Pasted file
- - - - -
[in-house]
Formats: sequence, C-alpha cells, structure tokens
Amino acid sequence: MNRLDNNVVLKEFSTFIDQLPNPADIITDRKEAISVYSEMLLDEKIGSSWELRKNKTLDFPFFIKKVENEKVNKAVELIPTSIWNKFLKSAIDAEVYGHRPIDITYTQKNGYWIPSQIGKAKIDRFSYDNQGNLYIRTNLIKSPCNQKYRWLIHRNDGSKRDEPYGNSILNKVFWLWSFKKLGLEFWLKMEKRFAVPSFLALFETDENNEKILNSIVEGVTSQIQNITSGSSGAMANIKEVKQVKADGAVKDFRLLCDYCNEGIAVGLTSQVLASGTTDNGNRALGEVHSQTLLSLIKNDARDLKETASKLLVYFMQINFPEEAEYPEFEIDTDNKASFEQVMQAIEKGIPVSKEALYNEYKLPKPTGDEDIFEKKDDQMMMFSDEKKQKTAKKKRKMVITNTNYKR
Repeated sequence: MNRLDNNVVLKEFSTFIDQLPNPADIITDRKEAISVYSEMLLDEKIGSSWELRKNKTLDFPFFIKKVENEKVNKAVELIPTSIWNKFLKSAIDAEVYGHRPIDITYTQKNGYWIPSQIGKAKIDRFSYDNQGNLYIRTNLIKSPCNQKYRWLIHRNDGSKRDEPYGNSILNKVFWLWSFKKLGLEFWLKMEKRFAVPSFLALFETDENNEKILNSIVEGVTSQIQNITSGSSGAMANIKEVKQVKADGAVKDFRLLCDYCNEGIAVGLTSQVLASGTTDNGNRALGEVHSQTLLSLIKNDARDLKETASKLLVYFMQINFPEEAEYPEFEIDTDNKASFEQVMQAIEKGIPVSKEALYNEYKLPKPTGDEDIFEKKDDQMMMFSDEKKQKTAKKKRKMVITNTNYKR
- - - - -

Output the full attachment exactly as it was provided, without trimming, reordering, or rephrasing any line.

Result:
[in-house]
Formats: sequence, C-alpha cells, structure tokens
Amino acid sequence: MNRLDNNVVLKEFSTFIDQLPNPADIITDRKEAISVYSEMLLDEKIGSSWELRKNKTLDFPFFIKKVENEKVNKAVELIPTSIWNKFLKSAIDAEVYGHRPIDITYTQKNGYWIPSQIGKAKIDRFSYDNQGNLYIRTNLIKSPCNQKYRWLIHRNDGSKRDEPYGNSILNKVFWLWSFKKLGLEFWLKMEKRFAVPSFLALFETDENNEKILNSIVEGVTSQIQNITSGSSGAMANIKEVKQVKADGAVKDFRLLCDYCNEGIAVGLTSQVLASGTTDNGNRALGEVHSQTLLSLIKNDARDLKETASKLLVYFMQINFPEEAEYPEFEIDTDNKASFEQVMQAIEKGIPVSKEALYNEYKLPKPTGDEDIFEKKDDQMMMFSDEKKQKTAKKKRKMVITNTNYKR
Repeated sequence: MNRLDNNVVLKEFSTFIDQLPNPADIITDRKEAISVYSEMLLDEKIGSSWELRKNKTLDFPFFIKKVENEKVNKAVELIPTSIWNKFLKSAIDAEVYGHRPIDITYTQKNGYWIPSQIGKAKIDRFSYDNQGNLYIRTNLIKSPCNQKYRWLIHRNDGSKRDEPYGNSILNKVFWLWSFKKLGLEFWLKMEKRFAVPSFLALFETDENNEKILNSIVEGVTSQIQNITSGSSGAMANIKEVKQVKADGAVKDFRLLCDYCNEGIAVGLTSQVLASGTTDNGNRALGEVHSQTLLSLIKNDARDLKETASKLLVYFMQINFPEEAEYPEFEIDTDNKASFEQVMQAIEKGIPVSKEALYNEYKLPKPTGDEDIFEKKDDQMMMFSDEKKQKTAKKKRKMVITNTNYKR